Boasting a bacchanal of wallet-friendly selections from local and international wineries (most bottles are under $25), Vintage Berkeley promotes an atmosphere of grape-loving camaraderie. Pick up a limited-edition bottle of 2007 Tayerle pinot noir ($15), culled from old-vine fruit in the Rio San Lucas vineyard in California, or a vivacious and slightly fizzy 2009 Muralhas vinho verde ($15) from Monco, Portugal. To lubricate a languid backyard barbecue or a daunting brick of cafeteria meatloaf, pick up a bottle of 2007 Chateau l’Estagnol ($10) from the Rhone Valley—with solid tannins and rich notes of blackberry and cherry, it has a meaty finish to tame even the heartiest of rib eyes. Celebrate an end-of-summer LAN party with a bottle of 2009 Preston sauvignon blanc from Dry Creek Valley in California, made from organic grapes and featuring flavors of lime, chive, and fig ($16).
Though Joe Alexander has worked in the mattress industry for years, he opened Nest Bedding to be unlike all the others. He achieves that by making sure the shop's sock of memory-foam and latex mattresses are entirely organic and made with nontoxic materials that are only dangerous to monsters trying to hide beneath them. The store's staffers, for their part, never pressure customers to make a purchase, and instead help them decide on the perfect bed only when they're ready. Visitors to each Nest show room will find a wide assortment of mattresses, naturally derived sheets, pillows, and crib bedding. For a bed that fits their sleeping style perfectly, Build-A-Nest kits allow guests to assemble their own organic mattresses to specification, from the base layer underneath to the comfort layers and cottony covering on top.
More than 80 stainless steel Italian fusti containers line the walls at Amphora Nueva, ready to dispense samples and full bottles of aged balsamic vinegar and single-varietal, extra-virgin olive oil harvested from farms in both hemispheres. The shop’s globe-spanning selection process isn’t just for variety—it also ensures freshness year-round, in accordance with the old saying “It’s always olive-oil season somewhere.” The curators of this bounty select Italian white and dark balsamic vinegar as well as unique specialty oils, including roasted butternut squash, pumpkin and Italian truffle.
Once they’ve added them to the casks, they post harvest dates, acidity levels, and polyphenol counts for each product to give an idea of its antioxidant content and flavor strength. Each staff member touts a comprehensive understanding of the chemistry and uses of olive oil and vinegar, always happy to share recipe ideas to jazz up everyday dinners or science fair volcanoes. They’ll also help put together gift sets and wrap any bottle for free.
The business, whose retail shop stands on a sloping street lined with trees and cottage-like storefronts across from the Claremont Hotel, has been in business for nearly a century. Beneath its high ceilings, however, the atmosphere harkens back to far more ancient times, with a marble tasting counter and oil containers balanced atop the rough clay of the giant, authentic amphorae that give the company its name. Guests stop in not just to do some shopping but to take in a laidback learning experience—the San Francisco Chronicle found a visit to the shop “as much fun as it is educational,” and manager Nate Bradley reported to Diablo Magazine that they’ve occasionally “had people spend two hours in here just exploring.”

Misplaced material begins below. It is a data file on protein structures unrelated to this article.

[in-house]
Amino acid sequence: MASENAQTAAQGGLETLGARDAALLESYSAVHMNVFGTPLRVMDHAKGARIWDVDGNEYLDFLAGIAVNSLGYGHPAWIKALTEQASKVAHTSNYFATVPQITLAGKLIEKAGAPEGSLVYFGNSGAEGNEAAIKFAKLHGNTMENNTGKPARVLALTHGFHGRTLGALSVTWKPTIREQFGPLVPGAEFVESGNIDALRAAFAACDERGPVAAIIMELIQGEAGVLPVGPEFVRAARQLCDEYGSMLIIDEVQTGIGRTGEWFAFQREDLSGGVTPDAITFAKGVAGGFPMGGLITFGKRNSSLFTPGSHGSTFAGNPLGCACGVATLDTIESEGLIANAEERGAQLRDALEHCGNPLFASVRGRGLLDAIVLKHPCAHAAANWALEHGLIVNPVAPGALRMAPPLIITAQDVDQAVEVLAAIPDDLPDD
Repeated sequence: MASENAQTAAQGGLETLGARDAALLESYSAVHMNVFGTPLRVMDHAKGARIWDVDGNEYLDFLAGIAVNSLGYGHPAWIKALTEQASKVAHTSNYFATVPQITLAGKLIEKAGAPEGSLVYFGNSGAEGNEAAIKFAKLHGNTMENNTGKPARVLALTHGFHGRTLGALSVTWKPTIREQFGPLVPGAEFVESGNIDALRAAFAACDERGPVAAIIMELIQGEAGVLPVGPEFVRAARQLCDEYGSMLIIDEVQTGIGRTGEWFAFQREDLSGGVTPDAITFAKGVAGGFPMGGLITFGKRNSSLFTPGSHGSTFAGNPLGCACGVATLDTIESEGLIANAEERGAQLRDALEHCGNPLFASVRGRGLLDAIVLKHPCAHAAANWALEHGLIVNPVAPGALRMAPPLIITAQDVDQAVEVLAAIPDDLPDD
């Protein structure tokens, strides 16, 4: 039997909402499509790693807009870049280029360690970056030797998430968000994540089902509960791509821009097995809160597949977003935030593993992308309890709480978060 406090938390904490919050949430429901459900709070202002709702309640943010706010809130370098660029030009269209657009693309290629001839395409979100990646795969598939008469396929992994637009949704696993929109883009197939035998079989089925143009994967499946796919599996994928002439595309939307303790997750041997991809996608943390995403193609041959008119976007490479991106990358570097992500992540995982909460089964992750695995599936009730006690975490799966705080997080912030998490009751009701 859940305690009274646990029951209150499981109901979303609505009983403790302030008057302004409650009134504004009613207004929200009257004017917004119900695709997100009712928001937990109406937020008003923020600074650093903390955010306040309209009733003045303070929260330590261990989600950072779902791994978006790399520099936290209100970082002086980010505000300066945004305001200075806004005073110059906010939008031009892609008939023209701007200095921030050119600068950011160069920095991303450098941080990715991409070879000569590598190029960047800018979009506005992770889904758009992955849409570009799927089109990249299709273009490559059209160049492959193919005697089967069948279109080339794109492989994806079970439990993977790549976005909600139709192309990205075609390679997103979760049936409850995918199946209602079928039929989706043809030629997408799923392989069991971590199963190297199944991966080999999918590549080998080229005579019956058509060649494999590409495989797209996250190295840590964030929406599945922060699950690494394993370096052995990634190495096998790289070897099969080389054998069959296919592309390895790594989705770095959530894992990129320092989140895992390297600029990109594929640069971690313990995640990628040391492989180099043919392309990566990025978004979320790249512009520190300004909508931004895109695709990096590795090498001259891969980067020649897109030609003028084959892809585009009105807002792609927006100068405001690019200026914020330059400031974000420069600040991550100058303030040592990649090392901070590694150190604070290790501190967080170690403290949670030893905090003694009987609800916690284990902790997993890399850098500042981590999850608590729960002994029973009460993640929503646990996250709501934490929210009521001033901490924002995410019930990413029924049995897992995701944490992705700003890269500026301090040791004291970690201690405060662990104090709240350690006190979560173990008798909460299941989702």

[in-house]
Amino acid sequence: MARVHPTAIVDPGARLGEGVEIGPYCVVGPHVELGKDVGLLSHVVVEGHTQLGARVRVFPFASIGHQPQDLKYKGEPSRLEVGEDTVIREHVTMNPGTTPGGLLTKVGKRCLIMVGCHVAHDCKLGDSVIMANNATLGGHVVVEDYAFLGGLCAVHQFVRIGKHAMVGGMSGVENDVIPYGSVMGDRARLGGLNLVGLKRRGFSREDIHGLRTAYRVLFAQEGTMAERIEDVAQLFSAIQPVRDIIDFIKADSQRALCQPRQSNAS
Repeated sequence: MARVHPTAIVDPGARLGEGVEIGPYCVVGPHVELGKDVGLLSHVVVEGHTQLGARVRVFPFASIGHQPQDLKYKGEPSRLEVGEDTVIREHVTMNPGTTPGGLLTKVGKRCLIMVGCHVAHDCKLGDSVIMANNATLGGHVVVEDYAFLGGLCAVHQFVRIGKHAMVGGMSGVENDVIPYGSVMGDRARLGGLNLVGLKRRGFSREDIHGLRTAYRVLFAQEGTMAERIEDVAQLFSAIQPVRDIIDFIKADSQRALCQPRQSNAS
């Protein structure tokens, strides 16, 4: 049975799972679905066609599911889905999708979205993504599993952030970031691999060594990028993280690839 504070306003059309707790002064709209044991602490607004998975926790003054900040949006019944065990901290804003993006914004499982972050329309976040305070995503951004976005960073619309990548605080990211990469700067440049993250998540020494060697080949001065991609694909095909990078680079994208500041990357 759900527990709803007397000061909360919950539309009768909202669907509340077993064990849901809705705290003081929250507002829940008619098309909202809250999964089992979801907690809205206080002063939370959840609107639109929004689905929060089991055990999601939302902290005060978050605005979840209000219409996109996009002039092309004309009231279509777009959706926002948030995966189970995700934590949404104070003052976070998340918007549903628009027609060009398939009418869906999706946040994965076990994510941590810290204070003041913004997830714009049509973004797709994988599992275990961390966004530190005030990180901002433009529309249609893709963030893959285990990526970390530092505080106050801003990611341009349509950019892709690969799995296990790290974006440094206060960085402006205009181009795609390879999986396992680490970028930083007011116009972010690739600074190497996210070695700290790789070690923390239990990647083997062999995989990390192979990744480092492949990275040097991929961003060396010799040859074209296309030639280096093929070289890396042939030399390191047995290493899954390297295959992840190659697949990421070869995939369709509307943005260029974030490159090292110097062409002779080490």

Erica Varize of Evarize Fashion Café & Sewing Center greets each client to her tailor-made clothing boutique with a menu of her latest designs, described by Diablo magazine as "urban chic yet retro." The fashion entrepreneur—apprenticed by her grandmother and honored with Bank of America's 2008 local hero award—presents new designs seasonally on mannequins that play freeze tag throughout the studio. After clients select styles, Varize unrolls spools of fabric sourced from independent stores in the Bay Area, Los Angeles, and Africa, and invites clients to pick their favorite colors. Clipping patterns to fit each client's measurements, Varize proceeds to sew the garments and finesse them for pickup within about 10 days. Aside from designing, Varize leads a five-day summer camp for aspiring fashionistas called Sew What, which edifies pupils in patternmaking, design fundamentals and thimble-wearing technique. Summarizing the fashion-café experience, Diablo says women "from all walks of life frequent this warm, artistic space where one can get an outfit designed especially for them, or bring their children to learn an art form as well as tools to become self-sufficient." In addition to giving back to the community with classes, Varize donates a portion of MeasuRED line profits to support Uganda.
Just like the organism from which it takes its name, Amoeba Music’s stock of tunes has no definite form. At each location, expert music gurus amass thousands of new and used CDs and LPs from the most mainstream artists to the most obscure underground bands around. LPs, posters, and memorabilia surround the musical inventory, which, like Ringo Starr’s pants, changes every day. Amoeba buys goods from customers, meaning that on any given day the store might usher in a rare vinyl LP, DVD, VHS, or even LaserDisc. Visitors can sign up for any number of contests while admiring Amoeba’s enduring dedication to its green practices and community outreach. Amoeba couples its huge selection of entertainment with visits from the artists themselves, welcoming past guests such as Paul McCartney, Bret McKenzie and Jemaine Clement of Flight of the Conchords, and Elvis Costello to play in-store.